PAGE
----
HUD To Remove Anti-Discriminatory Language
Carson's HUD to remove commitment to discrimation-free communities. Newsweek: "Housing and Urban Development Secretary Ben Carson is changing the mission statement of his agency, removing promises of inclusive and discrimination-free communities. In a March 5 memo addressed to HUD political staff, Amy Thompson, the department’s assistant secretary for public affairs, explained that the statement is being updated 'in an effort to align HUD’s mission with the Secretary’s priorities and that of the Administration.' The new mission statement reads: 'HUD’s mission is to ensure Americans have access to fair, affordable housing and opportunities to achieve self-sufficiency, thereby strengthening our communities and nation. '"
Bank Deregulation Opens Door To New Discrimination
How senate banking bill opens front door to housing discrimination. PBS: "The Dodd-Frank Wall Street Reform and Consumer Protection Act of 2010 modestly expanded upon information reporting that had started in 1975 under the Home Mortgage Disclosure Act, a key civil rights and consumer protection law aimed at fighting racially discriminatory 'redlining' mortgage practices. Current legislation pending before the Senate — the Economic Growth, Regulatory Relief and Consumer Protection Act (S.2155) — would exempt around 85 percent of banks and credit unions from the new reporting requirements... without this data, state attorneys general, fair housing advocates, and others would be back to where we stood in the aftermath of the 2008 crash: we could not connect racial, ethnic, gender and age discrimination to mortgages made in our communities and across the country."
League of Women Voters Sues Kobach For Blocking 1 In 7 Voters
Trump’s top vote suppressor and illegal alien voter claim goes to court. Alternet: "The mainstream media has simply missed the voting rights trial whose outcome could unleash the newest mass vote suppression weapon, the invention of Donald Trump’s chief vote suppression tactician, Kris Kobach of Kansas. On Tuesday, the trial of the lawsuit by the League of Women Voters against Kobach, Kansas’ Republican Secretary of State, began in a Wichita courtroom. The League has sued to block the state’s law, drafted by Kobach, requiring all new voters to show proof of citizenship. Kobach’s law has blocked an astonishing 1 in 7 new registrants from voting in the state because they did not satisfy his citizenship paperwork requirement. The ACLU, which represents the League, has sent in its top litigators, led by its voting rights director Dale Ho, because of the nationwide implications of the case. If Kobach’s law is upheld and spreads to other GOP controlled states, just over one million Americans could lose their right to vote by 2020.Oddly, Kobach has chosen a lawyer with little courtroom knowledge—himself."
Feminists Have Changed The Face Of Power
Feminists have slowly shifted power. There’s no going back. The Guardian: "This International Women’s Day comes five months after the revelations about Harvey Weinstein’s long campaign of misogynist punishments of women first broke, and with them more things broke. Excuses broke. Silence was broken. The respectable appearance of a lot of institutions broke. You could say a dam broke, and a wall of women’s stories came spilling forth – which has happened before, but never the way that this round has... Something had shifted. What’s often overlooked is that it had shifted beforehand so that this could happen. Something invisible had made it possible for these highly visible upheavals and transformations. People often position revolution and incrementalism as opposites, but if a revolution is something that changes things suddenly, incrementalism often lays the groundwork that makes it possible. Something happens suddenly, and that’s mistaken for something happening out of the blue. But out of the blue usually means out of the things that most people were not paying attention to, out of the slow work done by somebody or many somebodies out of the limelight for months or years or decades."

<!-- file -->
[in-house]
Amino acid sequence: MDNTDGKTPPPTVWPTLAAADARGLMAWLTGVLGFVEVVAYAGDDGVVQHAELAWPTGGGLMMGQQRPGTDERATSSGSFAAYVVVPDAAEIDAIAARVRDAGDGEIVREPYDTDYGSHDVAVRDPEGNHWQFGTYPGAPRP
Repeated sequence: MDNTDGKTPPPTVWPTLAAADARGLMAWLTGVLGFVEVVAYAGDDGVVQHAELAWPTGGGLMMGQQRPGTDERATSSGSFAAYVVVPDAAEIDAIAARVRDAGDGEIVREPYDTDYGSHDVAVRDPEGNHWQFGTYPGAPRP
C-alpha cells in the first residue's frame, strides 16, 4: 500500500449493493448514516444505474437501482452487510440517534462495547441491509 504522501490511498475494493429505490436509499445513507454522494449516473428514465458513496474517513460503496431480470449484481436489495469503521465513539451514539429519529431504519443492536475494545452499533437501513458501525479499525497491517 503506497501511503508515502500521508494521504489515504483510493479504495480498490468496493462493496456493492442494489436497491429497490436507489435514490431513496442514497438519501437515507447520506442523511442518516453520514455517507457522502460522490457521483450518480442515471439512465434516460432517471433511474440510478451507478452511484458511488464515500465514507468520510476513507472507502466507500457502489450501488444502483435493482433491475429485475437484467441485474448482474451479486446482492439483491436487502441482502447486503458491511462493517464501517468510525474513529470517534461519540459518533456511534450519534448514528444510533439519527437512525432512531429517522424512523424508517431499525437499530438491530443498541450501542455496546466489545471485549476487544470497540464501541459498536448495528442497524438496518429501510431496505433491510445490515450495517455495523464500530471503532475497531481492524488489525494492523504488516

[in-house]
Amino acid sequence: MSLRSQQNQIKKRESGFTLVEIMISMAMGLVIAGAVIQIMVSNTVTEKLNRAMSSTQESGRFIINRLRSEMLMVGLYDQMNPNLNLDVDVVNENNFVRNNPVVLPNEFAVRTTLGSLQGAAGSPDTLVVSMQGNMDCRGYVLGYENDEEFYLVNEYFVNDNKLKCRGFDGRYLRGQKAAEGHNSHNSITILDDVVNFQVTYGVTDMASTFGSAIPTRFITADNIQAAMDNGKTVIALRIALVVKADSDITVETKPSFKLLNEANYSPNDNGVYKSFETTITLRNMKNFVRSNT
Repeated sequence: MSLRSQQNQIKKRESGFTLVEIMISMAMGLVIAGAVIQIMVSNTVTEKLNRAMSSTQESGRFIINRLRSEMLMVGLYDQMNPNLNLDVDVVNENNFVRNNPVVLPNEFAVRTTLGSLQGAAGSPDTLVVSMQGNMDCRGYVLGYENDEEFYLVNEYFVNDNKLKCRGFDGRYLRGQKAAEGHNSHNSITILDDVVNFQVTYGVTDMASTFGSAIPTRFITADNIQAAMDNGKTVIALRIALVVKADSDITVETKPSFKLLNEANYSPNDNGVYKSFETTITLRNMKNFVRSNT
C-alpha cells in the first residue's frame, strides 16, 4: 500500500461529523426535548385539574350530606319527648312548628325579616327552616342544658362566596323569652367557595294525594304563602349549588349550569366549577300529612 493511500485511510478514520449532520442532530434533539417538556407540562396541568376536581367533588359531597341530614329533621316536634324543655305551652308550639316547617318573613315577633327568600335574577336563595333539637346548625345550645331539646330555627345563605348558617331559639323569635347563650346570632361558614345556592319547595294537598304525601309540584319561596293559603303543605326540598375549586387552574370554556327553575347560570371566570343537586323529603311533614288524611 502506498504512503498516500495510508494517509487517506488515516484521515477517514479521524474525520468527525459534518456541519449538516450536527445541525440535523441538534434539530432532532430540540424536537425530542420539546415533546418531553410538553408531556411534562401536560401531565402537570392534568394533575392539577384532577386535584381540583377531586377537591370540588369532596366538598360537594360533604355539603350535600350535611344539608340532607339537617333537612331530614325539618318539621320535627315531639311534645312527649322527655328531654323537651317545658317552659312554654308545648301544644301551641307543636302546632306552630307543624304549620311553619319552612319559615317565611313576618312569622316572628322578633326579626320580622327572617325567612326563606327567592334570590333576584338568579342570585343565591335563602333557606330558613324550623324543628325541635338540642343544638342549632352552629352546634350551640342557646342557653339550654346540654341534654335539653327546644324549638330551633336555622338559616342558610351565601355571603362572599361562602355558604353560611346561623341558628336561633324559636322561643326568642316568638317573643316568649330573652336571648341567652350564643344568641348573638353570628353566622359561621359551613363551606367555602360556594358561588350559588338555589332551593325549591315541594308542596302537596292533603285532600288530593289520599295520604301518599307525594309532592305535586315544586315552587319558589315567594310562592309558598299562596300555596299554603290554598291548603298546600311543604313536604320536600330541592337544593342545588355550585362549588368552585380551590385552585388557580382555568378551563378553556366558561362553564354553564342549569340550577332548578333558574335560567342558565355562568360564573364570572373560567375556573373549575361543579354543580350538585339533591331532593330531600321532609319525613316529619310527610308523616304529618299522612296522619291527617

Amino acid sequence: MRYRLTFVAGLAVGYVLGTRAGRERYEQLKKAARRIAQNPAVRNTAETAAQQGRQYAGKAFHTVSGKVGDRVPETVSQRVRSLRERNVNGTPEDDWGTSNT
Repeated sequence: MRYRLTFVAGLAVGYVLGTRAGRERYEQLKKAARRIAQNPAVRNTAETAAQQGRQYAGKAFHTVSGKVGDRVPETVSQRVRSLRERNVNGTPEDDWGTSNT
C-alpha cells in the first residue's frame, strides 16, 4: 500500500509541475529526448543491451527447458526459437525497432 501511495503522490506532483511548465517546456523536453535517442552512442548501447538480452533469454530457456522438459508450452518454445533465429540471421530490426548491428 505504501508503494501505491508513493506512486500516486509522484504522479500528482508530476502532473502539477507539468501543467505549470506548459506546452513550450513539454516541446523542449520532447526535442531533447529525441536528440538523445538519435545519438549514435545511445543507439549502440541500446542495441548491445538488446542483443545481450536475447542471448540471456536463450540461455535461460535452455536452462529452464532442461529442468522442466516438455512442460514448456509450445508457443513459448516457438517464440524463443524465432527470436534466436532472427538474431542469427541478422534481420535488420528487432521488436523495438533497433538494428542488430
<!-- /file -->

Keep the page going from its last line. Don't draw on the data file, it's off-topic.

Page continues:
The Deep Roots Of International Women's Day
The radical reason why March 8 is International Women's Day. CNN: "As people around the world celebrate International Women’s Day on Thursday — an annual March 8 observance — countries from Kyrgyzstan to Cambodia will officially honor women’s rights and achievements across the political, economic, social and cultural spheres. The day has been designated as an official United Nations observance since 1975, which was International Women’s Year, and is a national holiday in many parts of the world. But the day’s origins go much further back than 1975 — and are more radical than what we might expect from a day so widely celebrated. The impetus for establishing an International Women’s Day can be traced back to New York City in February 1908, when thousands of women who were garment workers went on strike and marched through the city to protest against their working conditions. 'Like today, these women were in less organized workplaces [than their male counterparts], were in the lower echelons of the garment industry, and were working at low wages and experiencing sexual harassment,' says Eileen Boris, Professor of Feminist Studies at the University of California Santa Barbara. In honor of the anniversary of those strikes, which were ongoing for more than a year, a National Women’s Day was celebrated for the first time in the U.S. on Feb. 28, 1909."